Sleep isn't just "time out" from daily life. It is an active state important for renewing our mental and physical health each day. More than 100 million Americans of all ages, however, regularly fail to get a good night's sleep. For most people, falling asleep and staying asleep are parts of a natural process. Good sleepers are likely to have developed certain lifestyle and dietary habits that promote sound sleep. These habits or behaviors - known as sleep hygiene - can have positive effects on sleep before, during, and after time spent in bed. Sleep hygiene is mostly a matter of common sense, but the techniques listed may help you sleep better on a regular basis.
- For two weeks, keep a log of your sleep habits to identify trouble spots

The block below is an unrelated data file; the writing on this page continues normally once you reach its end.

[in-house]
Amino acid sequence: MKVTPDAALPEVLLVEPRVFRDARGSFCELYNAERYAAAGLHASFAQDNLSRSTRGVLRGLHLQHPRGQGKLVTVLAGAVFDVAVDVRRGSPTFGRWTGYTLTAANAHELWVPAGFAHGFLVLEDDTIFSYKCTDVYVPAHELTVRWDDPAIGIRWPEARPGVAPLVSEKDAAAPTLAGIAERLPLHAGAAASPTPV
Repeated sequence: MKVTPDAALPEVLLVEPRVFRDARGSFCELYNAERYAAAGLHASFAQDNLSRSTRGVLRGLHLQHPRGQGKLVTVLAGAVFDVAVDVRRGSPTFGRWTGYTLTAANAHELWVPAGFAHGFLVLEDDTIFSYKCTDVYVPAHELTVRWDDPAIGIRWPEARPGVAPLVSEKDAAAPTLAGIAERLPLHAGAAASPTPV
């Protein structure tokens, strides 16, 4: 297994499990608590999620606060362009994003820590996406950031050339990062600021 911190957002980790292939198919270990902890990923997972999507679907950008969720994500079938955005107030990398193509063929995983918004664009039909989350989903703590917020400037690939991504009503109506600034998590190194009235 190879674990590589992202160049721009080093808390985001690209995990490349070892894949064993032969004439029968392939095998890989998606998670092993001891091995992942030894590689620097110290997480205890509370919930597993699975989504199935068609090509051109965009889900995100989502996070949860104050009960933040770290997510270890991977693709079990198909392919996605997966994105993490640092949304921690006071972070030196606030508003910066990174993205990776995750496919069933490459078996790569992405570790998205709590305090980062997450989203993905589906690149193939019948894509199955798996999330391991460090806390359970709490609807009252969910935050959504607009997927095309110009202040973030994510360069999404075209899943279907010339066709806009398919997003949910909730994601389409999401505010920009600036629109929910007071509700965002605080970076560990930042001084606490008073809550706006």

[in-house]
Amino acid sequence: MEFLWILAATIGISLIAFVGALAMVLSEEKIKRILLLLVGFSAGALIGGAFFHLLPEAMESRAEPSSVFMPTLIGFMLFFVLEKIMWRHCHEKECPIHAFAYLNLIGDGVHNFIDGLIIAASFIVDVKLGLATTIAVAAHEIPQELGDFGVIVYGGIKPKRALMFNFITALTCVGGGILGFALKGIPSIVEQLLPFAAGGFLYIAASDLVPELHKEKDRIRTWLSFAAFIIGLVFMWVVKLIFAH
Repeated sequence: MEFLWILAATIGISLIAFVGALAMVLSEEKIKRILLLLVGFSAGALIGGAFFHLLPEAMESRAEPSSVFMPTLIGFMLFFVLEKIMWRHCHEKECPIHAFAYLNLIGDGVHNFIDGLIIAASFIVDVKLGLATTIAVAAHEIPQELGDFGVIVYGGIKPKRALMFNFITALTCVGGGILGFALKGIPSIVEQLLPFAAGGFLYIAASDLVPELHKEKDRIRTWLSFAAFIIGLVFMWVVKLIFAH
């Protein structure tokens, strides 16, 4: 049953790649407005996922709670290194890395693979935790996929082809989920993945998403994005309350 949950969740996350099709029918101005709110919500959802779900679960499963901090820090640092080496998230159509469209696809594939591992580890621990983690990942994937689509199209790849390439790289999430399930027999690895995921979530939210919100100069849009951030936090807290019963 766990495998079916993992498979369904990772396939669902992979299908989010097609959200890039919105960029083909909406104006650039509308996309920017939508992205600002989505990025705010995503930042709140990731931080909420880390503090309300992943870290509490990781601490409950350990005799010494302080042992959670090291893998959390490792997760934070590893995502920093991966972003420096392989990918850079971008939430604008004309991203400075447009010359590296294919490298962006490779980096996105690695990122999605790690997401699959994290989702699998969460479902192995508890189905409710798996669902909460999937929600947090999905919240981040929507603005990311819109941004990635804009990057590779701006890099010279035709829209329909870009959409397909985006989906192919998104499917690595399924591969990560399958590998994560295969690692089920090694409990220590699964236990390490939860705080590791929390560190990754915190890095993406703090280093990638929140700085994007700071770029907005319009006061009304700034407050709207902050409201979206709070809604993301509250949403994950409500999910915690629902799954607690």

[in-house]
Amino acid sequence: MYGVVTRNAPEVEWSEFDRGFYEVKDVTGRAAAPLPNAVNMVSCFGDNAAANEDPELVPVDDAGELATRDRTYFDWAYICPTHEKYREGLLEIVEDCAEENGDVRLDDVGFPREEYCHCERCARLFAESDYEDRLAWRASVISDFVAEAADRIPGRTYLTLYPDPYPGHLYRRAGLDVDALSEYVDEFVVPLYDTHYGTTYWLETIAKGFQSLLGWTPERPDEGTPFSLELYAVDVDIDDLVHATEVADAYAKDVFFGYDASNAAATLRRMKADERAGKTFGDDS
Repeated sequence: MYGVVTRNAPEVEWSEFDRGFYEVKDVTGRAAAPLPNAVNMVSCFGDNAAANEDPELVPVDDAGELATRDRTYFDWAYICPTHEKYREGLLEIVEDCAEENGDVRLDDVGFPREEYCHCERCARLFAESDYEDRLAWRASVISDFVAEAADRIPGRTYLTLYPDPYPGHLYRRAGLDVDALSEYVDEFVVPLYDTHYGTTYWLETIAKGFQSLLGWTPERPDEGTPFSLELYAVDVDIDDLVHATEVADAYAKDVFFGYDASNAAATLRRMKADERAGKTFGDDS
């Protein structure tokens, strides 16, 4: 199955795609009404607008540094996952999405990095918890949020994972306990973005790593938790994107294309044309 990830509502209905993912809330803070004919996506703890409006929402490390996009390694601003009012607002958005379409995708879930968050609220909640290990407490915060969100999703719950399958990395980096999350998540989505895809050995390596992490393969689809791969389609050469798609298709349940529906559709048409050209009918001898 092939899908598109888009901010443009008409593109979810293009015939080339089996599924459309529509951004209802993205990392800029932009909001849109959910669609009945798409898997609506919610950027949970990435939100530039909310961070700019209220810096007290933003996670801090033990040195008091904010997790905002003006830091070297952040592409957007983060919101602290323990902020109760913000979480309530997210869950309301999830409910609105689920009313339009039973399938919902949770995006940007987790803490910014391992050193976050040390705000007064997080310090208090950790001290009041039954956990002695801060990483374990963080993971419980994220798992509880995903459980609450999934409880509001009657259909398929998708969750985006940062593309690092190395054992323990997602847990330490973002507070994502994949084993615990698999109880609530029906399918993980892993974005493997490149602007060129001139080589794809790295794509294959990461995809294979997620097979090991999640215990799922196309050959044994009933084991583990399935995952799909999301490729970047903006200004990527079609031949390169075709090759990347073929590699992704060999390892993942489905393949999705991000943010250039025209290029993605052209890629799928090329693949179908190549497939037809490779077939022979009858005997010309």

- Use a comfortable bed
- Go to bed only when sleepy
- Get up the same time each day
- Only take fifteen minute naps
- If you cannot sleep after around fifteen minutes, get up and read or watch television
- Keep your bedroom quiet, cool, and dark
- Make the hour before bedtime quiet time
- Avoid caffeine; maximum of three drinks a day
- Avoid smoking one hour before bed
- Avoid alcohol before bed, it will make you sleep, but give you fragmented sleep
- Place the clock out of sight if you tend to clock watch
- Try to avoid liquids after 7pm, so you will not be getting up to go to the bathroom.